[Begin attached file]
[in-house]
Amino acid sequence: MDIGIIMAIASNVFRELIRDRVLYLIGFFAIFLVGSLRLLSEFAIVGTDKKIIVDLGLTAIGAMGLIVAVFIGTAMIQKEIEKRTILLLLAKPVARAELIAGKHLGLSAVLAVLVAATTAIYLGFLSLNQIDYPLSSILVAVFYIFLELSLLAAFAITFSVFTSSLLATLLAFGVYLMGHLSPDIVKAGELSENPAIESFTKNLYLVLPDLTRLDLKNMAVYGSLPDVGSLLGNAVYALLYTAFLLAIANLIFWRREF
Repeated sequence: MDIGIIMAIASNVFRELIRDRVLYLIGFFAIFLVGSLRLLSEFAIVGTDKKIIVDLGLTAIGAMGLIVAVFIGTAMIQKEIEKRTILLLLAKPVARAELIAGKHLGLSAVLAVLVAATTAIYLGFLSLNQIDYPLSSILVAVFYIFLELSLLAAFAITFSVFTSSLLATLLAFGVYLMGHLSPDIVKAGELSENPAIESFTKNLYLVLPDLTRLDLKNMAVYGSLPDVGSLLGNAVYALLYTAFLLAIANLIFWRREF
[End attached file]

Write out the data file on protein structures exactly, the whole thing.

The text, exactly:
[in-house]
Amino acid sequence: MDIGIIMAIASNVFRELIRDRVLYLIGFFAIFLVGSLRLLSEFAIVGTDKKIIVDLGLTAIGAMGLIVAVFIGTAMIQKEIEKRTILLLLAKPVARAELIAGKHLGLSAVLAVLVAATTAIYLGFLSLNQIDYPLSSILVAVFYIFLELSLLAAFAITFSVFTSSLLATLLAFGVYLMGHLSPDIVKAGELSENPAIESFTKNLYLVLPDLTRLDLKNMAVYGSLPDVGSLLGNAVYALLYTAFLLAIANLIFWRREF
Repeated sequence: MDIGIIMAIASNVFRELIRDRVLYLIGFFAIFLVGSLRLLSEFAIVGTDKKIIVDLGLTAIGAMGLIVAVFIGTAMIQKEIEKRTILLLLAKPVARAELIAGKHLGLSAVLAVLVAATTAIYLGFLSLNQIDYPLSSILVAVFYIFLELSLLAAFAITFSVFTSSLLATLLAFGVYLMGHLSPDIVKAGELSENPAIESFTKNLYLVLPDLTRLDLKNMAVYGSLPDVGSLLGNAVYALLYTAFLLAIANLIFWRREF